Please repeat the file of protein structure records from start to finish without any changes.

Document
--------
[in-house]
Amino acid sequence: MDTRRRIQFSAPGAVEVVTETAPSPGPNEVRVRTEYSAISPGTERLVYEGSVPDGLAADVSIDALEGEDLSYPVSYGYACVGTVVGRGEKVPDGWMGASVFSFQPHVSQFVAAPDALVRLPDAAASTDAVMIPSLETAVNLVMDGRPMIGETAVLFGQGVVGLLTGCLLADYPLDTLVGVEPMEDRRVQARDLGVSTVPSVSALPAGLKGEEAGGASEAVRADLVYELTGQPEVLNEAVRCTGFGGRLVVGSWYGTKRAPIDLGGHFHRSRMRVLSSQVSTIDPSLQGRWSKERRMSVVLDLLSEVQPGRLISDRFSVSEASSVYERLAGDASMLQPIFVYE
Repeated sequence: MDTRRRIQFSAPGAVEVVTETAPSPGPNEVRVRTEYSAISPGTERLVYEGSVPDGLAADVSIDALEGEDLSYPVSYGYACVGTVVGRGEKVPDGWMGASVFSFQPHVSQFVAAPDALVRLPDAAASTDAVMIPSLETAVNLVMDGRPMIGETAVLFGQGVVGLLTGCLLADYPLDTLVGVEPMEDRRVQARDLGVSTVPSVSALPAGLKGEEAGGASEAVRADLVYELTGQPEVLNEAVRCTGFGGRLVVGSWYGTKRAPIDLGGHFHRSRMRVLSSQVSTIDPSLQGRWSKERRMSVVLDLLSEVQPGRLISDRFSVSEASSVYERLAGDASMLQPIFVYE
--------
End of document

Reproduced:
[in-house]
Amino acid sequence: MDTRRRIQFSAPGAVEVVTETAPSPGPNEVRVRTEYSAISPGTERLVYEGSVPDGLAADVSIDALEGEDLSYPVSYGYACVGTVVGRGEKVPDGWMGASVFSFQPHVSQFVAAPDALVRLPDAAASTDAVMIPSLETAVNLVMDGRPMIGETAVLFGQGVVGLLTGCLLADYPLDTLVGVEPMEDRRVQARDLGVSTVPSVSALPAGLKGEEAGGASEAVRADLVYELTGQPEVLNEAVRCTGFGGRLVVGSWYGTKRAPIDLGGHFHRSRMRVLSSQVSTIDPSLQGRWSKERRMSVVLDLLSEVQPGRLISDRFSVSEASSVYERLAGDASMLQPIFVYE
Repeated sequence: MDTRRRIQFSAPGAVEVVTETAPSPGPNEVRVRTEYSAISPGTERLVYEGSVPDGLAADVSIDALEGEDLSYPVSYGYACVGTVVGRGEKVPDGWMGASVFSFQPHVSQFVAAPDALVRLPDAAASTDAVMIPSLETAVNLVMDGRPMIGETAVLFGQGVVGLLTGCLLADYPLDTLVGVEPMEDRRVQARDLGVSTVPSVSALPAGLKGEEAGGASEAVRADLVYELTGQPEVLNEAVRCTGFGGRLVVGSWYGTKRAPIDLGGHFHRSRMRVLSSQVSTIDPSLQGRWSKERRMSVVLDLLSEVQPGRLISDRFSVSEASSVYERLAGDASMLQPIFVYE